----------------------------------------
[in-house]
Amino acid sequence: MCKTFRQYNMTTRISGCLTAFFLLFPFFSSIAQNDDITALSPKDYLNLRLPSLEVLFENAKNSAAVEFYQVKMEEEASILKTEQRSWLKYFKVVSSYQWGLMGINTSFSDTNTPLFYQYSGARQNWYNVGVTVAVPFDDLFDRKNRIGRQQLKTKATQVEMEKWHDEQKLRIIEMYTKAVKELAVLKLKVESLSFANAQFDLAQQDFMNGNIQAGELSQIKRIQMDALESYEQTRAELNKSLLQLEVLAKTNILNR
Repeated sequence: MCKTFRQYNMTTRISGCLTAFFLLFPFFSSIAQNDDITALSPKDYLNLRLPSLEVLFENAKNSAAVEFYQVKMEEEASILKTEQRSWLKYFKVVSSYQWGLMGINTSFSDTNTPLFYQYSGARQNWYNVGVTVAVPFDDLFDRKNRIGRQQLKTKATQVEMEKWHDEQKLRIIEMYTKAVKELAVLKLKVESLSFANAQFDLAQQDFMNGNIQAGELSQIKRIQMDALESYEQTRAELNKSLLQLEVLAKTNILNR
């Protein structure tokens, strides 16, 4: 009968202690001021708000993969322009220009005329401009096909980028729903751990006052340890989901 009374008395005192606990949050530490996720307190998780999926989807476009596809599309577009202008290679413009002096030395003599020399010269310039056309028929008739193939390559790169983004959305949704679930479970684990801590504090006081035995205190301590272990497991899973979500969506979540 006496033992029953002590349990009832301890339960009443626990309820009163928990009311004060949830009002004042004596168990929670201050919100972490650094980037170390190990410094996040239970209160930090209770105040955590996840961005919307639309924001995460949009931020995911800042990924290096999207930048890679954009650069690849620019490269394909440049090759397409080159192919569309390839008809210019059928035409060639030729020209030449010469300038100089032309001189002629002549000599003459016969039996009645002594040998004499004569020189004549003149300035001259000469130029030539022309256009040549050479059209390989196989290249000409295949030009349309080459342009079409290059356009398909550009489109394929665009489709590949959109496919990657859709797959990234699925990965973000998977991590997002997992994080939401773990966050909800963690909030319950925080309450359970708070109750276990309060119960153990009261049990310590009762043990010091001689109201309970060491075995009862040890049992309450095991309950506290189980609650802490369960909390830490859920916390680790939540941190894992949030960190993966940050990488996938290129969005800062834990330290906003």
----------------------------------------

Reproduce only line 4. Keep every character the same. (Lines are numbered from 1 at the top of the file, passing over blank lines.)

């Protein structure tokens, strides 16, 4: 009968202690001021708000993969322009220009005329401009096909980028729903751990006052340890989901 009374008395005192606990949050530490996720307190998780999926989807476009596809599309577009202008290679413009002096030395003599020399010269310039056309028929008739193939390559790169983004959305949704679930479970684990801590504090006081035995205190301590272990497991899973979500969506979540 006496033992029953002590349990009832301890339960009443626990309820009163928990009311004060949830009002004042004596168990929670201050919100972490650094980037170390190990410094996040239970209160930090209770105040955590996840961005919307639309924001995460949009931020995911800042990924290096999207930048890679954009650069690849620019490269394909440049090759397409080159192919569309390839008809210019059928035409060639030729020209030449010469300038100089032309001189002629002549000599003459016969039996009645002594040998004499004569020189004549003149300035001259000469130029030539022309256009040549050479059209390989196989290249000409295949030009349309080459342009079409290059356009398909550009489109394929665009489709590949959109496919990657859709797959990234699925990965973000998977991590997002997992994080939401773990966050909800963690909030319950925080309450359970708070109750276990309060119960153990009261049990310590009762043990010091001689109201309970060491075995009862040890049992309450095991309950506290189980609650802490369960909390830490859920916390680790939540941190894992949030960190993966940050990488996938290129969005800062834990330290906003």